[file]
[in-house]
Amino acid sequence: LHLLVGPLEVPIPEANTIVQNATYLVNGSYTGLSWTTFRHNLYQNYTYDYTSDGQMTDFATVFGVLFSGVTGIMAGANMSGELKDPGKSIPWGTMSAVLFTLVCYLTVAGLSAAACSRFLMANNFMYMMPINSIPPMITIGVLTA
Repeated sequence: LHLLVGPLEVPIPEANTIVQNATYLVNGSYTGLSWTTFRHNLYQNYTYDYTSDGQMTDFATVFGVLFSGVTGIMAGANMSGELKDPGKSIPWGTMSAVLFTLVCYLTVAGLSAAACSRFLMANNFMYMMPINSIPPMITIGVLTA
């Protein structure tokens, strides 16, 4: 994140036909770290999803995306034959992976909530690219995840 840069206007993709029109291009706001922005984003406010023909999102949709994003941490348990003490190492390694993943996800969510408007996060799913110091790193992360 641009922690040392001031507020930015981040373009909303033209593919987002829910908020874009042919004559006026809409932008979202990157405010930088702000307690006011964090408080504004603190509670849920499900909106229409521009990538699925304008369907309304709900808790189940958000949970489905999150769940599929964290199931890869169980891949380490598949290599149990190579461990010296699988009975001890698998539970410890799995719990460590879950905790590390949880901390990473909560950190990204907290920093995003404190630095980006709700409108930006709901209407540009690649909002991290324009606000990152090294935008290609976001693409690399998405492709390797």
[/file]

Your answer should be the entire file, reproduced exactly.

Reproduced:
[in-house]
Amino acid sequence: LHLLVGPLEVPIPEANTIVQNATYLVNGSYTGLSWTTFRHNLYQNYTYDYTSDGQMTDFATVFGVLFSGVTGIMAGANMSGELKDPGKSIPWGTMSAVLFTLVCYLTVAGLSAAACSRFLMANNFMYMMPINSIPPMITIGVLTA
Repeated sequence: LHLLVGPLEVPIPEANTIVQNATYLVNGSYTGLSWTTFRHNLYQNYTYDYTSDGQMTDFATVFGVLFSGVTGIMAGANMSGELKDPGKSIPWGTMSAVLFTLVCYLTVAGLSAAACSRFLMANNFMYMMPINSIPPMITIGVLTA
């Protein structure tokens, strides 16, 4: 994140036909770290999803995306034959992976909530690219995840 840069206007993709029109291009706001922005984003406010023909999102949709994003941490348990003490190492390694993943996800969510408007996060799913110091790193992360 641009922690040392001031507020930015981040373009909303033209593919987002829910908020874009042919004559006026809409932008979202990157405010930088702000307690006011964090408080504004603190509670849920499900909106229409521009990538699925304008369907309304709900808790189940958000949970489905999150769940599929964290199931890869169980891949380490598949290599149990190579461990010296699988009975001890698998539970410890799995719990460590879950905790590390949880901390990473909560950190990204907290920093995003404190630095980006709700409108930006709901209407540009690649909002991290324009606000990152090294935008290609976001693409690399998405492709390797």